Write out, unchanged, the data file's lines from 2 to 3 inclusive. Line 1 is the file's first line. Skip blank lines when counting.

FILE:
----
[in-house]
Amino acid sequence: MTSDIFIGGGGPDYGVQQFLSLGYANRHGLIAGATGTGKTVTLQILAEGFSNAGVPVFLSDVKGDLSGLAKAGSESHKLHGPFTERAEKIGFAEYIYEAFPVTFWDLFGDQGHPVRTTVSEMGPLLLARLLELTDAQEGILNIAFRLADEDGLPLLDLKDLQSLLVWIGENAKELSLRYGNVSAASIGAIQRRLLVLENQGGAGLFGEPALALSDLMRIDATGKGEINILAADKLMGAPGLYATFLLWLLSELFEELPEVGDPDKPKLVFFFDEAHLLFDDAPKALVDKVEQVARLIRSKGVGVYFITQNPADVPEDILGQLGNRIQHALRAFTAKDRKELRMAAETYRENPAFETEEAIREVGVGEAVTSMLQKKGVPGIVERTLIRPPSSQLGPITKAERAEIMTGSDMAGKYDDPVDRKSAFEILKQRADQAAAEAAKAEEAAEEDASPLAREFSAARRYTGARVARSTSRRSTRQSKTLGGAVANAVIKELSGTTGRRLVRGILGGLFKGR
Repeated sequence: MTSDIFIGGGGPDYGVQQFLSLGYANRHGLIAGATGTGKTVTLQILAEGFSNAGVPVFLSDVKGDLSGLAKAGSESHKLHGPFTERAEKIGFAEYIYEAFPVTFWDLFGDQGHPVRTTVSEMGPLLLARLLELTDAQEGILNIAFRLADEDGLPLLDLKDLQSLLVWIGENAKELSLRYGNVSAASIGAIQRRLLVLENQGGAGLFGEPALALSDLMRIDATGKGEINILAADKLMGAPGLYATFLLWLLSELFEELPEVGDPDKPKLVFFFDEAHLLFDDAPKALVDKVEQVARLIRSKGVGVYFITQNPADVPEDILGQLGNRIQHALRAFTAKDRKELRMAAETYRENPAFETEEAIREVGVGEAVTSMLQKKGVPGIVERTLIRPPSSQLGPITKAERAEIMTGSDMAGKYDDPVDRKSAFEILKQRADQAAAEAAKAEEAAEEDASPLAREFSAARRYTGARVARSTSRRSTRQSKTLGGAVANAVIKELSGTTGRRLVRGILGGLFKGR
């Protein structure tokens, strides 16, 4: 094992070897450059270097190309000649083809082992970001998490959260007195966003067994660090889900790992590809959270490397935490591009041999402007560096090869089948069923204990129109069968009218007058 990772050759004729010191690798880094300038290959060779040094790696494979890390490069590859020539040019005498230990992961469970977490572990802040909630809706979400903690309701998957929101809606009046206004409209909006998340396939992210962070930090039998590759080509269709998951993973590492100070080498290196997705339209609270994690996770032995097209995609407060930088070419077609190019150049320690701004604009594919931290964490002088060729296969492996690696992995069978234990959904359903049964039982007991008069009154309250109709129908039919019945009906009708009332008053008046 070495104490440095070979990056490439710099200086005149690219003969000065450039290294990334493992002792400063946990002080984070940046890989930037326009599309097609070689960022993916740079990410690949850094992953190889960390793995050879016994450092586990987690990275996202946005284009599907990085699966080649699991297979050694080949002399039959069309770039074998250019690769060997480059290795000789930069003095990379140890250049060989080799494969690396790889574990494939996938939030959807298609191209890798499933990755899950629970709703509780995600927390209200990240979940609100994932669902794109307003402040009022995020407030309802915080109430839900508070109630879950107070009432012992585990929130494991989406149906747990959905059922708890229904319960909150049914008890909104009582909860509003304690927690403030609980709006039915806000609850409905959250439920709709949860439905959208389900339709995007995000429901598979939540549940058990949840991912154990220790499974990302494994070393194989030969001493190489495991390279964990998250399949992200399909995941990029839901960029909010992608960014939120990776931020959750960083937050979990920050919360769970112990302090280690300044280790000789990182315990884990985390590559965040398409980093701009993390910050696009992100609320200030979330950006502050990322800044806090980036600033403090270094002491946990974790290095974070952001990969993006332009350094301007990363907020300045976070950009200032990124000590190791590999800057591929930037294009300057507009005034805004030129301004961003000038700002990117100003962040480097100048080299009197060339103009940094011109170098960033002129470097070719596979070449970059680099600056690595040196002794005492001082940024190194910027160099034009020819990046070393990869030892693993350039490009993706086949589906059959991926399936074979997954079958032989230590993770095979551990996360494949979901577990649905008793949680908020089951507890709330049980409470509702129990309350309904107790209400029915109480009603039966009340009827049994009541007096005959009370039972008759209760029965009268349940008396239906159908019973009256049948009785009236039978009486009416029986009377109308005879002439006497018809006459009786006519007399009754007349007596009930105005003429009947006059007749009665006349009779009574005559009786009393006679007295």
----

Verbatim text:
Amino acid sequence: MTSDIFIGGGGPDYGVQQFLSLGYANRHGLIAGATGTGKTVTLQILAEGFSNAGVPVFLSDVKGDLSGLAKAGSESHKLHGPFTERAEKIGFAEYIYEAFPVTFWDLFGDQGHPVRTTVSEMGPLLLARLLELTDAQEGILNIAFRLADEDGLPLLDLKDLQSLLVWIGENAKELSLRYGNVSAASIGAIQRRLLVLENQGGAGLFGEPALALSDLMRIDATGKGEINILAADKLMGAPGLYATFLLWLLSELFEELPEVGDPDKPKLVFFFDEAHLLFDDAPKALVDKVEQVARLIRSKGVGVYFITQNPADVPEDILGQLGNRIQHALRAFTAKDRKELRMAAETYRENPAFETEEAIREVGVGEAVTSMLQKKGVPGIVERTLIRPPSSQLGPITKAERAEIMTGSDMAGKYDDPVDRKSAFEILKQRADQAAAEAAKAEEAAEEDASPLAREFSAARRYTGARVARSTSRRSTRQSKTLGGAVANAVIKELSGTTGRRLVRGILGGLFKGR
Repeated sequence: MTSDIFIGGGGPDYGVQQFLSLGYANRHGLIAGATGTGKTVTLQILAEGFSNAGVPVFLSDVKGDLSGLAKAGSESHKLHGPFTERAEKIGFAEYIYEAFPVTFWDLFGDQGHPVRTTVSEMGPLLLARLLELTDAQEGILNIAFRLADEDGLPLLDLKDLQSLLVWIGENAKELSLRYGNVSAASIGAIQRRLLVLENQGGAGLFGEPALALSDLMRIDATGKGEINILAADKLMGAPGLYATFLLWLLSELFEELPEVGDPDKPKLVFFFDEAHLLFDDAPKALVDKVEQVARLIRSKGVGVYFITQNPADVPEDILGQLGNRIQHALRAFTAKDRKELRMAAETYRENPAFETEEAIREVGVGEAVTSMLQKKGVPGIVERTLIRPPSSQLGPITKAERAEIMTGSDMAGKYDDPVDRKSAFEILKQRADQAAAEAAKAEEAAEEDASPLAREFSAARRYTGARVARSTSRRSTRQSKTLGGAVANAVIKELSGTTGRRLVRGILGGLFKGR